The effect of electrostatic shielding of the polarization fields in nanostructures at high carrier densities is studied. A simplified analytical model, employing screened, exponentially decaying polarization potentials, localized at the edges of a QW, is introduced for the ES-shielded quantum confined Stark effect (QCSE). Wave function trapping within the Debye-length edge-potential causes blue shifting of energy levels and gradual elimination of the QCSE red-shifting with increasing carrier density. The increase in the e−h wave function overlap and the decrease of the radiative emission time are, however, delayed until the “edge-localization” energy exceeds the peak-voltage of the charged layer. Then the wave function center shifts to the middle of the QW, and behavior becomes similar to that of an unbiased square QW. Our theoretical estimates of the radiative emission time show a complete elimination of the QCSE at doping densities ≥10^{20} cm^{−3}, in quantitative agreement with experimental measurements.

Introduction

The presence of a strong, inherent polar electric field in GaN [1] causes the well-known quantum confined Stark effect [2–4] (QCSE) regarding carrier behavior inside a QW (Fig. 1a). The separation of the center of charge between electron and hole wave functions, caused by the polar E-field, reduces mutual overlap and the related emission probability. The lowering of the confined energy levels, relative to the unperturbed square QW, causes red-shifting of the emitted radiation during electron-hole recombination. This effect has been the subject of extensive perturbative [5] as well as non-perturbative analytic treatments [6–9], including excitonic effects [10–14]. In general earlier analytic theories neglected the modifications to the (intrinsic polar or externally applied) E-field caused by the charge separation and the resulting dielectric shielding, assuming in effect very low carrier densities.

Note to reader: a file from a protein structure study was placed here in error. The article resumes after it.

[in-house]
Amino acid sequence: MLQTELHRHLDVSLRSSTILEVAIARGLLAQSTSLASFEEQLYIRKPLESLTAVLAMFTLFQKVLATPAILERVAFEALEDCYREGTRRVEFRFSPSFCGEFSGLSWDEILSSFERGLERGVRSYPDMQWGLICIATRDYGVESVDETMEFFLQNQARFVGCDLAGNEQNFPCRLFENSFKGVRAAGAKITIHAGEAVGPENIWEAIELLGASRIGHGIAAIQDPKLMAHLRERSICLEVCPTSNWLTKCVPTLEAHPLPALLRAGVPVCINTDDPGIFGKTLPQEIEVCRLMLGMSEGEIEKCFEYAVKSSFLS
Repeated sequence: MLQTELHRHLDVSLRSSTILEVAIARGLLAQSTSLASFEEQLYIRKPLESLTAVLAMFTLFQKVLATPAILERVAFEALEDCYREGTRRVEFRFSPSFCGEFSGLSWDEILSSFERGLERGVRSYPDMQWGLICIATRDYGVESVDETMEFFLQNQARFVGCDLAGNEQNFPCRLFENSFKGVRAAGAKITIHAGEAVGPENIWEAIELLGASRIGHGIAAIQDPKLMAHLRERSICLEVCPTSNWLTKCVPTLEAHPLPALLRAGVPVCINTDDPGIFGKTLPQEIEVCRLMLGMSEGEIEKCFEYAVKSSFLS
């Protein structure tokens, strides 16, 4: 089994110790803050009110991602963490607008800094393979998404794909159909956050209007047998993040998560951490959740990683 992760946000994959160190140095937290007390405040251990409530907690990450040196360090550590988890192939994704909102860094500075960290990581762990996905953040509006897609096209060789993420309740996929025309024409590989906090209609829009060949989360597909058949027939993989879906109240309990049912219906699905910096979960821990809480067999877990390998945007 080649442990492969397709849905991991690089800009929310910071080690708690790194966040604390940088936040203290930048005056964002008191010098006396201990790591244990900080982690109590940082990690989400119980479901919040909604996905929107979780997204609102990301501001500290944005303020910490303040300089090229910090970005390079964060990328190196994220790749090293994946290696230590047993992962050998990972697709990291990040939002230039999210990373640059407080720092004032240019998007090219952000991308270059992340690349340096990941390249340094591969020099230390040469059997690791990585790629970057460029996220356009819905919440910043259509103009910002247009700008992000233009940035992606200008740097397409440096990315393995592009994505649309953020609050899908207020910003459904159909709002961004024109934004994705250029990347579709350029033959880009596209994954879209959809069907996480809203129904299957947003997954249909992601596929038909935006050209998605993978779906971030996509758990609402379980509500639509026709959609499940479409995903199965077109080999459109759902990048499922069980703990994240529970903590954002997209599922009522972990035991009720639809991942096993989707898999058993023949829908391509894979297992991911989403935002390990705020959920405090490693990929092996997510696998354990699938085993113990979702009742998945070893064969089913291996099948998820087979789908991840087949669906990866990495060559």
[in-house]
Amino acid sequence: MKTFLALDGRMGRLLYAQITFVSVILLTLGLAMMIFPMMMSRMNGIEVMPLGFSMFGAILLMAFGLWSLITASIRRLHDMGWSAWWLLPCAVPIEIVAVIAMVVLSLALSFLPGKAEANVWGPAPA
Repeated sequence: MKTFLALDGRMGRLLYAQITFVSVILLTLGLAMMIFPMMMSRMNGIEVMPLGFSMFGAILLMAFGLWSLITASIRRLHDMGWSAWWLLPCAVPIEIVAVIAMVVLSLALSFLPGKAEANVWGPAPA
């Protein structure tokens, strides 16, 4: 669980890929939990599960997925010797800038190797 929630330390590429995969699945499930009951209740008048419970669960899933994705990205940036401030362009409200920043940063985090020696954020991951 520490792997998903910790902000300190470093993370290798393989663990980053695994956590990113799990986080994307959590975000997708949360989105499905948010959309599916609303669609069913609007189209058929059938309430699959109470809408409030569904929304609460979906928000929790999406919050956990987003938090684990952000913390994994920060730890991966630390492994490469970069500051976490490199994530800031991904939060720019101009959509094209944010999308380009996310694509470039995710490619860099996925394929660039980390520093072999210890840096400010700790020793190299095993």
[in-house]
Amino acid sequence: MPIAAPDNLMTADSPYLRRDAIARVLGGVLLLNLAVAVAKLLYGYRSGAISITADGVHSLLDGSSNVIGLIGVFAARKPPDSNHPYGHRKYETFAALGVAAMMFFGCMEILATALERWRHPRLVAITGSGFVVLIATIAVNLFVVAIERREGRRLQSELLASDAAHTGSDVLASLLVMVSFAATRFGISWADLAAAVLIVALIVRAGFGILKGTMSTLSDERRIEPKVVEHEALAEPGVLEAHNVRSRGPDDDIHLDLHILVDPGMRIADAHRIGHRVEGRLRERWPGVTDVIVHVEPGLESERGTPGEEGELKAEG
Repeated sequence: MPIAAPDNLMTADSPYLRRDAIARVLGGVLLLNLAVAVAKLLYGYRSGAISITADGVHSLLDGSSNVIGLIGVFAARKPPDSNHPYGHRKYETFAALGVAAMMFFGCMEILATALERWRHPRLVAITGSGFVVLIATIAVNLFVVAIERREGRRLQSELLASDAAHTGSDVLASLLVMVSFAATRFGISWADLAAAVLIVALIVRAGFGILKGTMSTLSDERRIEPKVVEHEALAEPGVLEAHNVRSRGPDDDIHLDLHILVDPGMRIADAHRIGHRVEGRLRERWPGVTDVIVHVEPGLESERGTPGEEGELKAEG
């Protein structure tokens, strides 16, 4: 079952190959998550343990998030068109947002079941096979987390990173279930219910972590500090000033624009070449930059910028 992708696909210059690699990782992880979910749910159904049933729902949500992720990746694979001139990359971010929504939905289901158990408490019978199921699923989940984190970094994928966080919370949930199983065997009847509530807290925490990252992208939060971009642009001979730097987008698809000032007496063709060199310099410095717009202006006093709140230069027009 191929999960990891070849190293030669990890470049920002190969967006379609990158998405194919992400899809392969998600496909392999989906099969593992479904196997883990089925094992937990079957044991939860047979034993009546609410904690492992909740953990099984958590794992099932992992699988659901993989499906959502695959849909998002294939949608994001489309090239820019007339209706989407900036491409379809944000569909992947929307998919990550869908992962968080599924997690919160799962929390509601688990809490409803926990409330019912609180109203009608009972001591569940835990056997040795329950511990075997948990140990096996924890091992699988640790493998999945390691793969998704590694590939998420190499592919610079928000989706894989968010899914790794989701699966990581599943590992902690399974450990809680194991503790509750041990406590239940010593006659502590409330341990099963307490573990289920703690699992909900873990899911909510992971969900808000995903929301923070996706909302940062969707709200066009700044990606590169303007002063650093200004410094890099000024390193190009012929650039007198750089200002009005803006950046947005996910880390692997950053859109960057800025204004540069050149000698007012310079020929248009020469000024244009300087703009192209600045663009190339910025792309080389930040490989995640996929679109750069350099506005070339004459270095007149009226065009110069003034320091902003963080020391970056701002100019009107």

At high carrier densities, charge separation and dipole field formation is sufficient to cause shielding of the intrinsic polarization E-field [15]. The resulting potential gradient across the QW is not uniform, and most of the potential drop is localized across charged layers formed at the edges of the QW (Fig. 1b). The electric gradient scale is of the order of the Debye length. For densities near 10^{19} cm^{−3} the Debye length shrinks down to nm-scale (Fig. 1c), and the potential drop is mostly localized at the QW edges while the QW interior is nearly field-free (shielding of the intrinsic E-field). This constitutes the ES-shielded QCSE. It has been anticipated [16] that the shielding of the interior E-field would reduce or even eliminate the QCSE at densities 10^{19} cm^{−3}. Detailed numerical simulations, employing the self-consistent Poisson–Schrodinger equations [17] have showed that a much higher than expected carrier density, near 10^{20} cm^{−3}, is required to eliminate the QCSE for QWs wider than 5 nm. This has been attributed to the persistence of carrier confinement in the potential dips at the QW edges, even when the electric field is screened out from the middle. However, an analytic treatment examining the carrier behavior in the ES-shielded QCSE is so far lacking.